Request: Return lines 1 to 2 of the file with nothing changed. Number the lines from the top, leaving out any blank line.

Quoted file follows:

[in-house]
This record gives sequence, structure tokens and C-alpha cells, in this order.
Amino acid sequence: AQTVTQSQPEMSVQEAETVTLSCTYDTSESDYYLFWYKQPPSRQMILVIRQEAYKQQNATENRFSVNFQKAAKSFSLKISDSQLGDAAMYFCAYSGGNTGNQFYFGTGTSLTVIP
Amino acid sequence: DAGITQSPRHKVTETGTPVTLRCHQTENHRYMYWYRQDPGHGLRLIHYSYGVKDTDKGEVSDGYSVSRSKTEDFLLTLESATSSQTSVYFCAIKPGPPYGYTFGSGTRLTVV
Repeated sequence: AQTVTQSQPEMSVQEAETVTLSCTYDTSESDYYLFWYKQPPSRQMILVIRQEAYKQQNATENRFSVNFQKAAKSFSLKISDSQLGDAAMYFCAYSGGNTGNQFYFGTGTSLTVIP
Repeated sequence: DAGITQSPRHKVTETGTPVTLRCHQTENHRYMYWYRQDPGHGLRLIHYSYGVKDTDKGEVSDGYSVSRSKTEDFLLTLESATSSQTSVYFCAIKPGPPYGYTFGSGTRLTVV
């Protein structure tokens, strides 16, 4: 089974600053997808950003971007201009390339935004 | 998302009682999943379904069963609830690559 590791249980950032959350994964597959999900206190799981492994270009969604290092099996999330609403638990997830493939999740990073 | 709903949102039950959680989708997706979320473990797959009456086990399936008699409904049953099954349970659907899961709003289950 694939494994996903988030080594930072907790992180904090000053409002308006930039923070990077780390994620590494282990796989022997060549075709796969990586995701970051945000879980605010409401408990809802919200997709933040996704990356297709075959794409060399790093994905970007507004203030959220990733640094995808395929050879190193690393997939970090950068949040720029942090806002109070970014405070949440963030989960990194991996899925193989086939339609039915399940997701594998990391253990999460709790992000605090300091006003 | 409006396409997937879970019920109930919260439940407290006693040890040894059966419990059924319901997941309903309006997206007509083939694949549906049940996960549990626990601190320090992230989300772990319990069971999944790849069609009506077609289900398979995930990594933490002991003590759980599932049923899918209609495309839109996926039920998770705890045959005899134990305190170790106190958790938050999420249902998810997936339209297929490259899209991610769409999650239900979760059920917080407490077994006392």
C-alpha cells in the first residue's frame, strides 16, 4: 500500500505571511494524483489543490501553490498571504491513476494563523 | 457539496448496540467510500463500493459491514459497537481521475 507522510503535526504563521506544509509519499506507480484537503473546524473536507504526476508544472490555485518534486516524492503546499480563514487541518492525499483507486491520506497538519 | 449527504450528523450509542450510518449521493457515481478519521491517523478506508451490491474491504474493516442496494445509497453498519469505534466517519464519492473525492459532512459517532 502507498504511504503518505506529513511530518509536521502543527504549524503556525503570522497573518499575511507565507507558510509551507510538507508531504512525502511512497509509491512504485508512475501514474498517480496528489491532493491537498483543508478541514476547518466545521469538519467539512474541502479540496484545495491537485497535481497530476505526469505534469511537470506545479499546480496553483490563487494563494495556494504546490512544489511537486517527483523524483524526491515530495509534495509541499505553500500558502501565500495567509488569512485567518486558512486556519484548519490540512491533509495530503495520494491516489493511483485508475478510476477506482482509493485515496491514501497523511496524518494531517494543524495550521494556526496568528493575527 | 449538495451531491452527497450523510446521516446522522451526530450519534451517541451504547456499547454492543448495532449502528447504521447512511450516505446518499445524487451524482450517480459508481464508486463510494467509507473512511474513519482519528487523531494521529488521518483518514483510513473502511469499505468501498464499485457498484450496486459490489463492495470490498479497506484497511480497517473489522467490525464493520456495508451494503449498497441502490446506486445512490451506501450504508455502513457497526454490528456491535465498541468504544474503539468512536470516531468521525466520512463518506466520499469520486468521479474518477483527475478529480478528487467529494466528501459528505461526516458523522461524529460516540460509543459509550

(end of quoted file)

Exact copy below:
[in-house]
This record gives sequence, structure tokens and C-alpha cells, in this order.